A Corfe Castle story
We have all read the fairy tales about the princess in the tower waiting for her saviour, right? Here is the real life version…without the happy ending
Her name was Eleanor, but you could also call her “The Pearl of Brittany” (and she would respond). She was the granddaughter of King Henry II from his third son Geoffrey. During the medieval days, princesses like Eleanor were a high commodity. Her uncle, King Richard “The Lionheart” tried to marry her to the brother of the Sultan when she was only five, the deal was that the brother would be able to marry her if he converted to Christianity, so Eleanor and the brother would become the King and Queen of Jerusalem. When the brother refused to convert, uncle Richard tried to offer her to three more kings until he died when she was 15.
After the king died, the next in line to the throne was Arthur, the brother of Eleanor, but there was someone else who wanted to be king. This was Richard’s youngest brother John (The bad guy from all the Robin Hood stories).
Arthur was only 14, but with the support of some barons he went into battle against John. It did not end well for him, and he died in captivity in a “suspicious and mysterious” way. The next in line was Eleanor…even she had a better claim to the throne, but John had other plans for her as well. She was sent to Corfe Castle. A place so fortified and secure, that the king even held there is crown jewels.
To be fair, King John was not much different than his brothers, his dad or his grandfather. All these kings were not focusing on anything but their own interests, and in order to achieve their desire, they would practically do anything. Take for example Richard, who we know today as “The Lionheart”: when he tried to raise money to fund his precious crusade, everything in England was on sale… castles, villages, titles. Richard even said that he would sell London if someone would offer him what the city was worth…
John was the youngest of Henry’s four brothers, and when his father divided his empire, which also included Normandy and most of France, John was the only one who did not get a kingdom, but when 2 of his brothers died, and finally King Richard died, and after so many years of being the joke of the royal family, (they used to call him “John No Land, and John Sweetsword) it was his time to shine, so what would you do if you were in his medieval shoes?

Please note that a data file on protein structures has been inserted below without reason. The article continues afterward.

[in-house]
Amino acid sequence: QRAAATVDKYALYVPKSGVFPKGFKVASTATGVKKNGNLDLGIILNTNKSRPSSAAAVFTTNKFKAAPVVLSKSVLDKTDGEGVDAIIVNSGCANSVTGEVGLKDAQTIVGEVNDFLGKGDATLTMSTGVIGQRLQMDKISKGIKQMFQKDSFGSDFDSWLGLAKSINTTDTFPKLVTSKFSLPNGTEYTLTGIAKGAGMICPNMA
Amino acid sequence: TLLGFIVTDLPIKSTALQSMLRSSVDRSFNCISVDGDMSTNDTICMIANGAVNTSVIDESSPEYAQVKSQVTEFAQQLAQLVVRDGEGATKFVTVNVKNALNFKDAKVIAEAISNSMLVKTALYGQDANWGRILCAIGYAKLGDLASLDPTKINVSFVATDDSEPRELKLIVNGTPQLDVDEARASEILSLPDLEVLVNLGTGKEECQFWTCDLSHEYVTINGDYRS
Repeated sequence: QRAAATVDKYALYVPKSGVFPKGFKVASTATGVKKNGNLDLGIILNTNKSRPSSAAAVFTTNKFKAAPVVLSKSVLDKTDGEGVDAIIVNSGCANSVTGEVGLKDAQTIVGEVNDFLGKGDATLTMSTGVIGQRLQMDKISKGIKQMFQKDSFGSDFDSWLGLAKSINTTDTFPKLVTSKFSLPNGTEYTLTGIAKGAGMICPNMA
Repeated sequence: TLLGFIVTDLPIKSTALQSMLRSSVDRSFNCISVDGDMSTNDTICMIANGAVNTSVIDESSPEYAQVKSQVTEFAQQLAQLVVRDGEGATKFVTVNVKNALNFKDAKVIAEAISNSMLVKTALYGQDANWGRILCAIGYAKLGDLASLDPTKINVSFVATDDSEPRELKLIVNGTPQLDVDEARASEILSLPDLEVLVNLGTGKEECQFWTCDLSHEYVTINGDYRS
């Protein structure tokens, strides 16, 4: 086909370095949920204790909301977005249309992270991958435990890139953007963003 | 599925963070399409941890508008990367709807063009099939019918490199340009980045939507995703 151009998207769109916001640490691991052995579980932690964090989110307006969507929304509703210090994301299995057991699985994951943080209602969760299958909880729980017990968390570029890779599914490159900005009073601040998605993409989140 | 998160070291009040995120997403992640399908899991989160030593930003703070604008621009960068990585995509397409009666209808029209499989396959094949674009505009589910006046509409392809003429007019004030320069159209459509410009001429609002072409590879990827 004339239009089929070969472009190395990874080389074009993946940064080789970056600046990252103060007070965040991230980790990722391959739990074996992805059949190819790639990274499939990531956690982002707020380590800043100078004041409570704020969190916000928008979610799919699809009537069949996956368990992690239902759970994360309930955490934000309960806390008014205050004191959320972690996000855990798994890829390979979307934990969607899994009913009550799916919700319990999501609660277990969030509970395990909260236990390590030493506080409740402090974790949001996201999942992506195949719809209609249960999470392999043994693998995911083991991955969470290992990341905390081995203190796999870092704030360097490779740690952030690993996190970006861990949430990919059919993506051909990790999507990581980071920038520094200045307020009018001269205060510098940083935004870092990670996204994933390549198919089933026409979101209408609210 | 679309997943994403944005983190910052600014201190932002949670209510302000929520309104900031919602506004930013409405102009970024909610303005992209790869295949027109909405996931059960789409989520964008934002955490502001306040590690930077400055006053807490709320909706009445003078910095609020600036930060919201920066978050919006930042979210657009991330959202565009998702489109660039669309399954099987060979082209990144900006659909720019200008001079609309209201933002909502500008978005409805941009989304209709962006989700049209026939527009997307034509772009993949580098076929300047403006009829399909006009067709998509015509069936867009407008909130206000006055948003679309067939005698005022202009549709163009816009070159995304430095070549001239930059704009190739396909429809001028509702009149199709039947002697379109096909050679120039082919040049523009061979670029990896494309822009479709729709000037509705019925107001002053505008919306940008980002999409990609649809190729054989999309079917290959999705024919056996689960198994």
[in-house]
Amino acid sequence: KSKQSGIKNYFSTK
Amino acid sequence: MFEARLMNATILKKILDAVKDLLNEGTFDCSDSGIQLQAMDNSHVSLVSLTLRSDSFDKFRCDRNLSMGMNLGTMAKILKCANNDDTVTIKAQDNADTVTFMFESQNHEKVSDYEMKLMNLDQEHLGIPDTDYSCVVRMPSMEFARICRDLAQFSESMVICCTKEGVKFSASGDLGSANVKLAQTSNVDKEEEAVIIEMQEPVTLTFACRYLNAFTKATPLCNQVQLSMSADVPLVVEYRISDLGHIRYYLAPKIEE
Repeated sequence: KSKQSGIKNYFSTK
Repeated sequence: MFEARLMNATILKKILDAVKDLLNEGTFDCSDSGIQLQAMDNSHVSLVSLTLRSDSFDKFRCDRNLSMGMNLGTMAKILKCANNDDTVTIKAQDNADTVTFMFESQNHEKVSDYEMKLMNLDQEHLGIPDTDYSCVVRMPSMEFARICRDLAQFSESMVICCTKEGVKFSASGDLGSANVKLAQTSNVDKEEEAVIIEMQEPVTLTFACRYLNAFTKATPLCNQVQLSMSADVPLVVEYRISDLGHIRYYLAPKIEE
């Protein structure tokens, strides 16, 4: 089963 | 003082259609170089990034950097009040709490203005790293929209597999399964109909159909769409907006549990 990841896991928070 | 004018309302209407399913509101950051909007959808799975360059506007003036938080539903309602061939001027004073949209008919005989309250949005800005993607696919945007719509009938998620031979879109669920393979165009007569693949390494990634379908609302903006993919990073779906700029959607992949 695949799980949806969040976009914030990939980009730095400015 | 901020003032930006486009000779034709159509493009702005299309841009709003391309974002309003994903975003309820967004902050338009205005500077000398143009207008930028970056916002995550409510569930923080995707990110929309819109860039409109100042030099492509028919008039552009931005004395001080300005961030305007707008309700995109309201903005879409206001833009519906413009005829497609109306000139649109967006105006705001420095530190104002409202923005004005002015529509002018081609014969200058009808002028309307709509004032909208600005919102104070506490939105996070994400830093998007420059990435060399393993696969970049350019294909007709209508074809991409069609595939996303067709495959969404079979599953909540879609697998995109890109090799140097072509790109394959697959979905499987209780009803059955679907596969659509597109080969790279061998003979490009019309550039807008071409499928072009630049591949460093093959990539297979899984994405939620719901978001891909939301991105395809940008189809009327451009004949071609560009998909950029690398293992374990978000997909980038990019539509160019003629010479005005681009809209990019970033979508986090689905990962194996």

So Eleanor became the perfect candidate to be cast as the princess in the tower, the damsel in distress waiting for a prince to save her. Unfortunately, her life were not a disney movie, and nobody came for her rescue (and believe me she was screaming for help). In her time in Corfe, she even witnessed John sending prisoners to starve to death in the castle, so I’m sure she did not feel safe. In 1219, King John finally died. By that time, Eleanor had been imprisoned for 20 years. She hoped that now she would be able to taste freedom, but King John’s son Henry III, continued his father legacy in several ways, including keeping Eleanor imprisoned. She lasted 19 more years before dying in her prison, spending a total of 39 years in captivity, when her only crime was her royal blood. It’s important to mention though that Eleanor was treated in Corfe Castle like a real princess. She received an allowance from the King and was even presented to the public every year to show that she was not injured…
After her death, King Henry III appointed a priest to pray daily for Eleanor. Well, I’m sure she appreciated that.
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